To get [00:04:00] people in that type of environment where this is a daily thing and not a quarterly or an annual thing.
William Tincup: Let’s take the con or argument for just a second and I’m with the con argument. I’ll, I can do both so as well. But with the con argument it’s also the reason I don’t really celebrate a lot of the American Greetings, holiday holidays.
It’s because it’s like Valentine’s Day, we just passed it. I didn’t give my wife a Valentine’s card. We’ve been married 29 years. If she doesn’t know that I love her, like on the other 360 something days a year, then you know that one day that I’m not saving it up for that one day. So I do think that companies need to have, especially today, companies have to have a consistent and almost it’s omnipresent part of making sure that their employees know that they’re loved, that they’re heard, that they’re, that they care about them, that, they’re listening and all of that stuff.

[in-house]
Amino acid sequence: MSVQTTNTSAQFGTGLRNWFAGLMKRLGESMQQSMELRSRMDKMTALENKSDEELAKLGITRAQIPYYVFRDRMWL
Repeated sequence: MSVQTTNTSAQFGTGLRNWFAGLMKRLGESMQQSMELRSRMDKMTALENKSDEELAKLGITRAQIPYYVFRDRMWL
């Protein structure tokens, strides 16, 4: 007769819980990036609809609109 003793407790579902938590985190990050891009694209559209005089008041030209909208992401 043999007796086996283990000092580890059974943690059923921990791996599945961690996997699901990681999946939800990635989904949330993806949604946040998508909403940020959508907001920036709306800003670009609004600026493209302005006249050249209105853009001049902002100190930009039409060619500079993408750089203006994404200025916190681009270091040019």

So one day, it’s almost okay, if that’s the only day than [00:05:00] what you’re saying is the other days of the year that you don’t appreciate your employees, it’s almost, it’s got. Yeah it’s kinda just as you said in your argument, it’s okay one could look at it that way.
It’s okay, this is the day where we’re gonna celebrate our employees. Okay, let’s bring out the fried chicken and, pizza and everybody have a good time and we’re gonna celebrate the employees. And tomorrow you’re gonna go back to, slave labor. And and we won’t, and we won’t appreciate you or listening to you after that because hey, We had the appreciation day.